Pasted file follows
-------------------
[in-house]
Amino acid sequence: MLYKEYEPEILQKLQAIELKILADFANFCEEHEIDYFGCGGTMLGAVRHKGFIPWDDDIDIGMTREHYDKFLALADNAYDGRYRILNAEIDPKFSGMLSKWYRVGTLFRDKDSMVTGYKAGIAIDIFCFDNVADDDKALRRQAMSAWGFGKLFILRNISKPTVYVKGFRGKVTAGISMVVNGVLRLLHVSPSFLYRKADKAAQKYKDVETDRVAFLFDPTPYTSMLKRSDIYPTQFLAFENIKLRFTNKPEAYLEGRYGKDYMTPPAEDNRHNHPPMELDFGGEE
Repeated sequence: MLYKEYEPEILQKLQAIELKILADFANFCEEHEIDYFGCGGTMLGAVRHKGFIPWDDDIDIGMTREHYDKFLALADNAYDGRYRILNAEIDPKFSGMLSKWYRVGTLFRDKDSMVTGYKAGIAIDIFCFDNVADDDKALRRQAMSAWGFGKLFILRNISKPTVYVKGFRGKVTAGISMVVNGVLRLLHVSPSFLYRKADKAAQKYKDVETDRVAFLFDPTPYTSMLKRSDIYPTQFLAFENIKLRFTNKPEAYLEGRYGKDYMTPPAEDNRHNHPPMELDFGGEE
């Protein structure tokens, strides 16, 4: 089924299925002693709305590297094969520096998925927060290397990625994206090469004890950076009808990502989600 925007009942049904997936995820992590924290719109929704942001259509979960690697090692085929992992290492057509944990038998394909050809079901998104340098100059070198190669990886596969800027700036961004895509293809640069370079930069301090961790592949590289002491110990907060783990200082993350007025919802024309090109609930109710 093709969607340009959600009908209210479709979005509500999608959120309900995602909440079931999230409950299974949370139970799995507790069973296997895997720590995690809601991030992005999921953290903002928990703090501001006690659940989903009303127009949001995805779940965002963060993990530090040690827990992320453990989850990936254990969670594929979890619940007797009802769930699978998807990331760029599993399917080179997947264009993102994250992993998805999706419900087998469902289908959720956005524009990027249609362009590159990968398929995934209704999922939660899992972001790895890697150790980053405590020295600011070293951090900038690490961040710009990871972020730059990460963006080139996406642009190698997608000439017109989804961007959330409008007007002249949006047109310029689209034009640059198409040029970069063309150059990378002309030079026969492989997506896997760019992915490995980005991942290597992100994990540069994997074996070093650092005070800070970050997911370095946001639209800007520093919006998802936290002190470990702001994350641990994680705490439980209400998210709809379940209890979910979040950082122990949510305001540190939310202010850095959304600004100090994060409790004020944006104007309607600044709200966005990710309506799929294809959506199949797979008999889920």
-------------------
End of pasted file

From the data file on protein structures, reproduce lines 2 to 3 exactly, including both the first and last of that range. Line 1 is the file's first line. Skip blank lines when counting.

Amino acid sequence: MLYKEYEPEILQKLQAIELKILADFANFCEEHEIDYFGCGGTMLGAVRHKGFIPWDDDIDIGMTREHYDKFLALADNAYDGRYRILNAEIDPKFSGMLSKWYRVGTLFRDKDSMVTGYKAGIAIDIFCFDNVADDDKALRRQAMSAWGFGKLFILRNISKPTVYVKGFRGKVTAGISMVVNGVLRLLHVSPSFLYRKADKAAQKYKDVETDRVAFLFDPTPYTSMLKRSDIYPTQFLAFENIKLRFTNKPEAYLEGRYGKDYMTPPAEDNRHNHPPMELDFGGEE
Repeated sequence: MLYKEYEPEILQKLQAIELKILADFANFCEEHEIDYFGCGGTMLGAVRHKGFIPWDDDIDIGMTREHYDKFLALADNAYDGRYRILNAEIDPKFSGMLSKWYRVGTLFRDKDSMVTGYKAGIAIDIFCFDNVADDDKALRRQAMSAWGFGKLFILRNISKPTVYVKGFRGKVTAGISMVVNGVLRLLHVSPSFLYRKADKAAQKYKDVETDRVAFLFDPTPYTSMLKRSDIYPTQFLAFENIKLRFTNKPEAYLEGRYGKDYMTPPAEDNRHNHPPMELDFGGEE